Cleaning COTS Parts in Military Applications Print E-mail
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Written by W. John Wolfgong, Ph.D.   
Thursday, 01 October 2009 00:00

Why commercial off-the-shelf components are incompatible with high-rel processes.

Military manufacturers are employing “off-the-shelf” components or parts in systems designed for military use. Manufacture of these systems and assemblies involves processes not typically used for commercial products such as multiple sequential solder assembly operations, multiple cleaning operations, conformal coating, etc. Commercial parts use is essential, as often equivalent military components are not available, or use thereof would increase cost and cycle time and compromise system performance. However, experience has shown that commercial components are often incompatible with processes used to build military hardware. This frequently results from the requirement that PCBs must be cleaned, typically multiple times, during processing.

Board wash complications. Military electronics assemblies typically are subjected to one or more board cleaning procedures during production. These are commonly carried out using automated inline cleaning systems. This is much less common in commercial enterprises. In fact, there has been a trend in commercial products toward no-clean and low-residue fluxes. However, board cleaning is essential if a PCB is to be conformally coated, and remains common to military production even when coating is not required. COTS parts are built for commercial customers, and typically not designed with exposure to board cleaners in mind.

Raytheon has experienced several failure scenarios resulting from exposure of components to our standard cleaning procedures. While a variety of board cleaner compositions are available, they all have three common features: water, a “saponifier,” and surfactants. Saponification refers to the conversion of water-insoluble fatty acids to soluble salts by exposure to a base (typically sodium hydroxide) to make soap. In electronics, the term is used to describe the conversion of insoluble flux acids to soluble salts by the action of bases. This permits their removal using inline cleaners. The basic nature of these materials can cause several issues, including corrosive failures.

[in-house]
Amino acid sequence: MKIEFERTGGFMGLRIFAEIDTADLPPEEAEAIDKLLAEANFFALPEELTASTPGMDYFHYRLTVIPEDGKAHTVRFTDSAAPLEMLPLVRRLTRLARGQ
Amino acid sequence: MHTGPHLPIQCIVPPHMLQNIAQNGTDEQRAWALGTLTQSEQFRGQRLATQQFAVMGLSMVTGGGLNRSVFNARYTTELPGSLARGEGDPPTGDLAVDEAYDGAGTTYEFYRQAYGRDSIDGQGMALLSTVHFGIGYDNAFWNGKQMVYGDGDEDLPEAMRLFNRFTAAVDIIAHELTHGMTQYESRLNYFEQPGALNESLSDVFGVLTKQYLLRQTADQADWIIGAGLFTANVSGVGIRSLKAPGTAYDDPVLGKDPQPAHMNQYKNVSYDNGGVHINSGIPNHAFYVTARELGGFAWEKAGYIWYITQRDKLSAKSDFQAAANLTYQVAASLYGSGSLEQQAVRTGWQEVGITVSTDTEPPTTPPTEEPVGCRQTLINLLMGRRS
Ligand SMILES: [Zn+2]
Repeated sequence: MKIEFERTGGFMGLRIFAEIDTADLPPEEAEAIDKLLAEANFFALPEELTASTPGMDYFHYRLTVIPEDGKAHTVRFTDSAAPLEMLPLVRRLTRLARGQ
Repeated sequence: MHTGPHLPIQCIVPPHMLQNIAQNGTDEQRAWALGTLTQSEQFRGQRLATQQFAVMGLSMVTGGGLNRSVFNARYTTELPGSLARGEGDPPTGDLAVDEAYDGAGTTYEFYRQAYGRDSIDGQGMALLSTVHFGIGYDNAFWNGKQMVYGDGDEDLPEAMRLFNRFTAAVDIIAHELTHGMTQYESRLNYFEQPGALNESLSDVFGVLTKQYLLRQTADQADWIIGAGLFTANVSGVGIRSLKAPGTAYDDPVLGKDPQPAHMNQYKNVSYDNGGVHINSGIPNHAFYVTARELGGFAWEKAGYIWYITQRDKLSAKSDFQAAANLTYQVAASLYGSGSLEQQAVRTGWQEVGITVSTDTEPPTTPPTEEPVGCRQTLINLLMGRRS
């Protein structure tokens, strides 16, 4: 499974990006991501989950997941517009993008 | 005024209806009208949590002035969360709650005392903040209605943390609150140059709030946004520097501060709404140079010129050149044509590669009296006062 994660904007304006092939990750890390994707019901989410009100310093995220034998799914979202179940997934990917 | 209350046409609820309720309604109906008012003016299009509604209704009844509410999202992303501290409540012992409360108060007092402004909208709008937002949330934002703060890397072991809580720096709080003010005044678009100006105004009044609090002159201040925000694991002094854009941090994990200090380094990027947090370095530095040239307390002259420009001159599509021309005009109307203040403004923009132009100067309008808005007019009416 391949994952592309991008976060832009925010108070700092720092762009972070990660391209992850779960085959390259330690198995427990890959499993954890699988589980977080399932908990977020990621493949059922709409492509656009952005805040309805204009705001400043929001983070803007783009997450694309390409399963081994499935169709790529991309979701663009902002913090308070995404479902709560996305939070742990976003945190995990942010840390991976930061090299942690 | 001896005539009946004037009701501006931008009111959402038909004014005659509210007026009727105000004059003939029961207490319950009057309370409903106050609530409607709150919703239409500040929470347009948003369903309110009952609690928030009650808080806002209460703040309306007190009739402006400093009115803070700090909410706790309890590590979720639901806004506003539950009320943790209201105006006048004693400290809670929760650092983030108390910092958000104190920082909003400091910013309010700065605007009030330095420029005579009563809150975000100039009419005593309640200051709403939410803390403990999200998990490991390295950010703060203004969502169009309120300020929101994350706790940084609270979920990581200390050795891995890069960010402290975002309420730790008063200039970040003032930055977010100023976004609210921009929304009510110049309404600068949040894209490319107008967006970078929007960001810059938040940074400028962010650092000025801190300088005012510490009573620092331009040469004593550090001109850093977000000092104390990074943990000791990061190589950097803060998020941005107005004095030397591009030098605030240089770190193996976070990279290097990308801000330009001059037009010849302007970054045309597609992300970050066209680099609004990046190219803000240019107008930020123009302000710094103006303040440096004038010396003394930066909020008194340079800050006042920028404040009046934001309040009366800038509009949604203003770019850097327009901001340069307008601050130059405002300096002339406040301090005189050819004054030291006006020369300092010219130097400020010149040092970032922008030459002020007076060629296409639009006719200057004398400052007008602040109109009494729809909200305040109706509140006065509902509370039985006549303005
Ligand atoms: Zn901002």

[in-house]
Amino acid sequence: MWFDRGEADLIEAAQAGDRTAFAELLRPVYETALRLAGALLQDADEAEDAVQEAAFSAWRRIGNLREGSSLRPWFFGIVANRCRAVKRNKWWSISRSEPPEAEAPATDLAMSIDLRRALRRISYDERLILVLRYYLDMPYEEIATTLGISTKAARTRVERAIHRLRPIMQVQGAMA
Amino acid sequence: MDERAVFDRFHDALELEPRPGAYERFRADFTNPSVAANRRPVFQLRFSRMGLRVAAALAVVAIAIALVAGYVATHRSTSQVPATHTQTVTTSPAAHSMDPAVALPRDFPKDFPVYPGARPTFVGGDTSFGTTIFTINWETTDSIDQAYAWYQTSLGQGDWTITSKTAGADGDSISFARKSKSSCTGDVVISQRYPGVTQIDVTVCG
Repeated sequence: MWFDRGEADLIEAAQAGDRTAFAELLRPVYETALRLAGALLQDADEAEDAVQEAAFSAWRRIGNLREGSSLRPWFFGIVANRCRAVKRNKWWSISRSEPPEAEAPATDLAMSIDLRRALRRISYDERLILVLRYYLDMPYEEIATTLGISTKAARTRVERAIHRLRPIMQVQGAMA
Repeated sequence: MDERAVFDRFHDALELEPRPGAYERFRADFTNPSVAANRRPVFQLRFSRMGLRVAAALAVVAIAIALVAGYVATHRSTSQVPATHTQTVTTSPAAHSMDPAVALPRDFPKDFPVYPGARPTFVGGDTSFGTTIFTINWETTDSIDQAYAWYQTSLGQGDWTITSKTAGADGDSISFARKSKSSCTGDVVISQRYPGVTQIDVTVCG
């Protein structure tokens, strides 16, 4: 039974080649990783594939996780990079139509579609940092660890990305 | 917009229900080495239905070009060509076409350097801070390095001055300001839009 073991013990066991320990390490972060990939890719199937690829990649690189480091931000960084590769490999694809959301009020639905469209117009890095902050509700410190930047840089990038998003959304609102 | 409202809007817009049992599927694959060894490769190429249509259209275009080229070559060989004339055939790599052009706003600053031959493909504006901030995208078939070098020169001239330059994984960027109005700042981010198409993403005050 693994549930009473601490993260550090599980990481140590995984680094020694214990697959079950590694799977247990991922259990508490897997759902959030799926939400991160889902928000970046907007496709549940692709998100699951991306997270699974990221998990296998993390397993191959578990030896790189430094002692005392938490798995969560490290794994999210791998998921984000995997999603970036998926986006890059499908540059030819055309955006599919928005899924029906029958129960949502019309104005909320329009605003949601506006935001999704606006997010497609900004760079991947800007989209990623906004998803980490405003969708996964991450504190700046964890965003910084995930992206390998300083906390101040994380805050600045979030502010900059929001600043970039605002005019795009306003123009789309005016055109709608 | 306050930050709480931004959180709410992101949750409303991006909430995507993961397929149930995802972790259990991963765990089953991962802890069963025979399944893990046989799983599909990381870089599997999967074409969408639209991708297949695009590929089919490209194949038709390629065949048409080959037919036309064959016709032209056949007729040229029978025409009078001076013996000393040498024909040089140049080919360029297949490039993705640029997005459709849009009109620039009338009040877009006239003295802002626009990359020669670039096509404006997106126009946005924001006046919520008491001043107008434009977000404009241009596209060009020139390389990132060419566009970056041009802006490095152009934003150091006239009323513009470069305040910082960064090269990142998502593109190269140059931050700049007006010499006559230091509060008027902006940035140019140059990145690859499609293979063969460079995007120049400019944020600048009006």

Surfactants lower the surface tension of water, permitting better component wetting. This permits cleaners to enter small openings – gaps under parts; small, unexpected crevices in non-hermetically sealed devices; between individual capacitors of a stacked capacitor, and many others. This becomes problematic because, in most cases, DI water, free of surfactant, is used to remove the cleaners. Because of its high surface tension, the water cannot wash away the cleaner from the areas mentioned. Result: You can get the cleaner in, but you can’t get it out.